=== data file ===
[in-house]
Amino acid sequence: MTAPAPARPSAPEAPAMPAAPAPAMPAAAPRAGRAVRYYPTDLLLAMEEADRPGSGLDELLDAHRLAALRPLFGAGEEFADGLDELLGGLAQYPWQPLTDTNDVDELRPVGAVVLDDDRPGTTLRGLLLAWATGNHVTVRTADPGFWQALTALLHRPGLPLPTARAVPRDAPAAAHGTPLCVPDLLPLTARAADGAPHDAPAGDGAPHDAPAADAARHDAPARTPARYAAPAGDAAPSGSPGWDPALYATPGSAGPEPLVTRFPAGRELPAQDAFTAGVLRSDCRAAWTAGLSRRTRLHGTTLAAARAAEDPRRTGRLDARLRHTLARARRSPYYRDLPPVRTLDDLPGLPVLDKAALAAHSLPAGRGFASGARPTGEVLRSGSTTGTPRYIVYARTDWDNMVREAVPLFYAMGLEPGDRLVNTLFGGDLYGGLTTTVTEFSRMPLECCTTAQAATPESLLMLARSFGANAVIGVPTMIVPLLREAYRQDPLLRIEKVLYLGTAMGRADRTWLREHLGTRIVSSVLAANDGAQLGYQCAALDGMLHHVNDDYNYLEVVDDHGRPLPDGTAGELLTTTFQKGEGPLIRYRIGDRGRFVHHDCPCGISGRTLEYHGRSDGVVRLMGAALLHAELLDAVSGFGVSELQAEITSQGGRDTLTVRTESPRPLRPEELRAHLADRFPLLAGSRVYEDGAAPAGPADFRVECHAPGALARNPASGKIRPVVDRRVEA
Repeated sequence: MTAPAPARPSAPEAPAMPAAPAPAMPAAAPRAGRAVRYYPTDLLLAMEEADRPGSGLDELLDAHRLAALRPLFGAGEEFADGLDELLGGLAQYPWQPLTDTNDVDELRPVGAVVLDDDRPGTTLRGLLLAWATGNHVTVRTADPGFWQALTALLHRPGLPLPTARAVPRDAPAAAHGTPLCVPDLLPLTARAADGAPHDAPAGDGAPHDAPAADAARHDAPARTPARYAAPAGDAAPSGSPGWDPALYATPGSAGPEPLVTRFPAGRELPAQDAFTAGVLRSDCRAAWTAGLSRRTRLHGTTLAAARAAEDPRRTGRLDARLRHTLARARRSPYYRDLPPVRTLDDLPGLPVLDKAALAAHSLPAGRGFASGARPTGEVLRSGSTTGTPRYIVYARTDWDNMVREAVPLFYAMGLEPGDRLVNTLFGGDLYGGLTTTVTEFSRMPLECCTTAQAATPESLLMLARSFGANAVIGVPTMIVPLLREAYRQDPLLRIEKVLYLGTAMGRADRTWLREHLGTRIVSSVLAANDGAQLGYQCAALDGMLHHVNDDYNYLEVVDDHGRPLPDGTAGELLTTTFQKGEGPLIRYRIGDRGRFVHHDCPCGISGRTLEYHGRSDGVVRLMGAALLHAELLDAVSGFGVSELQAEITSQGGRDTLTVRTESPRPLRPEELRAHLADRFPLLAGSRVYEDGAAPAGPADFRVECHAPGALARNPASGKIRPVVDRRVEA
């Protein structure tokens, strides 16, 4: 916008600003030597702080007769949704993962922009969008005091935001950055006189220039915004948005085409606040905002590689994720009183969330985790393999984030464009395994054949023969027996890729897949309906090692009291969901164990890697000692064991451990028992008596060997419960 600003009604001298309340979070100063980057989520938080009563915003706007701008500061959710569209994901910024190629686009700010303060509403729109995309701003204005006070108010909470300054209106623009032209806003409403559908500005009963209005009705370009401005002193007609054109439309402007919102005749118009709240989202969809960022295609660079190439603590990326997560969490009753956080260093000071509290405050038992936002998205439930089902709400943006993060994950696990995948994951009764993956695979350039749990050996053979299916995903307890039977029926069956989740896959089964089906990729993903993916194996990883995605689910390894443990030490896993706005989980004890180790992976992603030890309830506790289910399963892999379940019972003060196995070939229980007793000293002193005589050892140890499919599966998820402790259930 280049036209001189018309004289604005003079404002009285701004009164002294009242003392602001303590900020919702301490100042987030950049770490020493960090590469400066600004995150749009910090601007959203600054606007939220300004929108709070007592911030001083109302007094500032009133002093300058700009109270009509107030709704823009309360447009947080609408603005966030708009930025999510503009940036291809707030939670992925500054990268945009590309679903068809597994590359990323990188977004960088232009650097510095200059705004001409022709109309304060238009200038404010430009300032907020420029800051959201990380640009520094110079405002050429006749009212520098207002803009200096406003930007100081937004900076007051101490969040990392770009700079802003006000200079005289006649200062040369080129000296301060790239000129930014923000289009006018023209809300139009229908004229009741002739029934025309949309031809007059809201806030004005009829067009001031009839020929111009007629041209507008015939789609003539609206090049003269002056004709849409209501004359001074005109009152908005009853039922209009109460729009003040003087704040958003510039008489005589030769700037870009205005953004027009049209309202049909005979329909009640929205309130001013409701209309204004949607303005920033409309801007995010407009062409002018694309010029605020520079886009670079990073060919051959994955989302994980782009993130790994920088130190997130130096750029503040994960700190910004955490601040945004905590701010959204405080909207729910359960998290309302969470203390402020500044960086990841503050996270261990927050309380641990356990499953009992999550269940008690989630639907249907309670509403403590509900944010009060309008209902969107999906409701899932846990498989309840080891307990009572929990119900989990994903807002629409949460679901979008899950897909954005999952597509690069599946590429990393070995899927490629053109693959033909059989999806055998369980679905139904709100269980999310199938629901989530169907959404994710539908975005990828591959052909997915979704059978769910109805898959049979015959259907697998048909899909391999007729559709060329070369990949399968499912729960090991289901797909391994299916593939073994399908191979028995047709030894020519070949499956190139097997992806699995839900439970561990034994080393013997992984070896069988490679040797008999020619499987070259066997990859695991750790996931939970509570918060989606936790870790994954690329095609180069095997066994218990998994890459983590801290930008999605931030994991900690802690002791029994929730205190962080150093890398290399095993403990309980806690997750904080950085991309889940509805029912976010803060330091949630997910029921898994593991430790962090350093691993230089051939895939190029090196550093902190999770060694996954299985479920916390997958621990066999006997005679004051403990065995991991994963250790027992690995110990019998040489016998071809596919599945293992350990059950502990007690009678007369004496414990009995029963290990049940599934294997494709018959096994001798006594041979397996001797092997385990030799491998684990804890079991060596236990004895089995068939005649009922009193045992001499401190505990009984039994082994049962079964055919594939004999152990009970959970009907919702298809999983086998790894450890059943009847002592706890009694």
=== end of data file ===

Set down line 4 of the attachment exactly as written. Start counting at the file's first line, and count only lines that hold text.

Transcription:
């Protein structure tokens, strides 16, 4: 916008600003030597702080007769949704993962922009969008005091935001950055006189220039915004948005085409606040905002590689994720009183969330985790393999984030464009395994054949023969027996890729897949309906090692009291969901164990890697000692064991451990028992008596060997419960 600003009604001298309340979070100063980057989520938080009563915003706007701008500061959710569209994901910024190629686009700010303060509403729109995309701003204005006070108010909470300054209106623009032209806003409403559908500005009963209005009705370009401005002193007609054109439309402007919102005749118009709240989202969809960022295609660079190439603590990326997560969490009753956080260093000071509290405050038992936002998205439930089902709400943006993060994950696990995948994951009764993956695979350039749990050996053979299916995903307890039977029926069956989740896959089964089906990729993903993916194996990883995605689910390894443990030490896993706005989980004890180790992976992603030890309830506790289910399963892999379940019972003060196995070939229980007793000293002193005589050892140890499919599966998820402790259930 280049036209001189018309004289604005003079404002009285701004009164002294009242003392602001303590900020919702301490100042987030950049770490020493960090590469400066600004995150749009910090601007959203600054606007939220300004929108709070007592911030001083109302007094500032009133002093300058700009109270009509107030709704823009309360447009947080609408603005966030708009930025999510503009940036291809707030939670992925500054990268945009590309679903068809597994590359990323990188977004960088232009650097510095200059705004001409022709109309304060238009200038404010430009300032907020420029800051959201990380640009520094110079405002050429006749009212520098207002803009200096406003930007100081937004900076007051101490969040990392770009700079802003006000200079005289006649200062040369080129000296301060790239000129930014923000289009006018023209809300139009229908004229009741002739029934025309949309031809007059809201806030004005009829067009001031009839020929111009007629041209507008015939789609003539609206090049003269002056004709849409209501004359001074005109009152908005009853039922209009109460729009003040003087704040958003510039008489005589030769700037870009205005953004027009049209309202049909005979329909009640929205309130001013409701209309204004949607303005920033409309801007995010407009062409002018694309010029605020520079886009670079990073060919051959994955989302994980782009993130790994920088130190997130130096750029503040994960700190910004955490601040945004905590701010959204405080909207729910359960998290309302969470203390402020500044960086990841503050996270261990927050309380641990356990499953009992999550269940008690989630639907249907309670509403403590509900944010009060309008209902969107999906409701899932846990498989309840080891307990009572929990119900989990994903807002629409949460679901979008899950897909954005999952597509690069599946590429990393070995899927490629053109693959033909059989999806055998369980679905139904709100269980999310199938629901989530169907959404994710539908975005990828591959052909997915979704059978769910109805898959049979015959259907697998048909899909391999007729559709060329070369990949399968499912729960090991289901797909391994299916593939073994399908191979028995047709030894020519070949499956190139097997992806699995839900439970561990034994080393013997992984070896069988490679040797008999020619499987070259066997990859695991750790996931939970509570918060989606936790870790994954690329095609180069095997066994218990998994890459983590801290930008999605931030994991900690802690002791029994929730205190962080150093890398290399095993403990309980806690997750904080950085991309889940509805029912976010803060330091949630997910029921898994593991430790962090350093691993230089051939895939190029090196550093902190999770060694996954299985479920916390997958621990066999006997005679004051403990065995991991994963250790027992690995110990019998040489016998071809596919599945293992350990059950502990007690009678007369004496414990009995029963290990049940599934294997494709018959096994001798006594041979397996001797092997385990030799491998684990804890079991060596236990004895089995068939005649009922009193045992001499401190505990009984039994082994049962079964055919594939004999152990009970959970009907919702298809999983086998790894450890059943009847002592706890009694």